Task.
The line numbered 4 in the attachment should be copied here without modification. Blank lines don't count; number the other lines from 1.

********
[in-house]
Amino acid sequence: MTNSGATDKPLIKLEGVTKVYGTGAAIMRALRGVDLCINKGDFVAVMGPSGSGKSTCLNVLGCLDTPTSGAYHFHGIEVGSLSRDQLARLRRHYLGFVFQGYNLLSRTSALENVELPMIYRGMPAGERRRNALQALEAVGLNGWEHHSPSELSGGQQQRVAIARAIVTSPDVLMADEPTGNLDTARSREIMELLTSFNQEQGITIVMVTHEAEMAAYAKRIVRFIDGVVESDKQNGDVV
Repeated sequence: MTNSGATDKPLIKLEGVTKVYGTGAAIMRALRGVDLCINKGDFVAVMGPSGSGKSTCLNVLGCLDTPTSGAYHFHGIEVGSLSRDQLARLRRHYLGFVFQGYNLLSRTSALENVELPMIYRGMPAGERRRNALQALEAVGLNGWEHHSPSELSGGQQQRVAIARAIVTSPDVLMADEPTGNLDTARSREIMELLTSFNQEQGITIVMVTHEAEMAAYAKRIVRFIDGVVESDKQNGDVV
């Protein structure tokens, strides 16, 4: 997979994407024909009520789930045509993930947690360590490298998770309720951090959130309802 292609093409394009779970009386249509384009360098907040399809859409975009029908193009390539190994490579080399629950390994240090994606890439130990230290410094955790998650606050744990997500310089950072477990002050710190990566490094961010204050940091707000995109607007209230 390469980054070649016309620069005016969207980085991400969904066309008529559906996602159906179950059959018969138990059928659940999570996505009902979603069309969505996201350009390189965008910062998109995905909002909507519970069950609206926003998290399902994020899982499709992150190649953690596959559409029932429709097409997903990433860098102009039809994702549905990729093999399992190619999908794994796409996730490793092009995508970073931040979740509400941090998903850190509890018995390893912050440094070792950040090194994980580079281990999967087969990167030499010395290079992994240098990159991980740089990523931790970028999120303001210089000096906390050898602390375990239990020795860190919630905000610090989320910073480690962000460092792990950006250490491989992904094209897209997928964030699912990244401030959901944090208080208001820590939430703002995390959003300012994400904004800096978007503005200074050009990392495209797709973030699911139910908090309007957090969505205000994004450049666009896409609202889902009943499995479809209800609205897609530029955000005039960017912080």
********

């Protein structure tokens, strides 16, 4: 997979994407024909009520789930045509993930947690360590490298998770309720951090959130309802 292609093409394009779970009386249509384009360098907040399809859409975009029908193009390539190994490579080399629950390994240090994606890439130990230290410094955790998650606050744990997500310089950072477990002050710190990566490094961010204050940091707000995109607007209230 390469980054070649016309620069005016969207980085991400969904066309008529559906996602159906179950059959018969138990059928659940999570996505009902979603069309969505996201350009390189965008910062998109995905909002909507519970069950609206926003998290399902994020899982499709992150190649953690596959559409029932429709097409997903990433860098102009039809994702549905990729093999399992190619999908794994796409996730490793092009995508970073931040979740509400941090998903850190509890018995390893912050440094070792950040090194994980580079281990999967087969990167030499010395290079992994240098990159991980740089990523931790970028999120303001210089000096906390050898602390375990239990020795860190919630905000610090989320910073480690962000460092792990950006250490491989992904094209897209997928964030699912990244401030959901944090208080208001820590939430703002995390959003300012994400904004800096978007503005200074050009990392495209797709973030699911139910908090309007957090969505205000994004450049666009896409609202889902009943499995479809209800609205897609530029955000005039960017912080």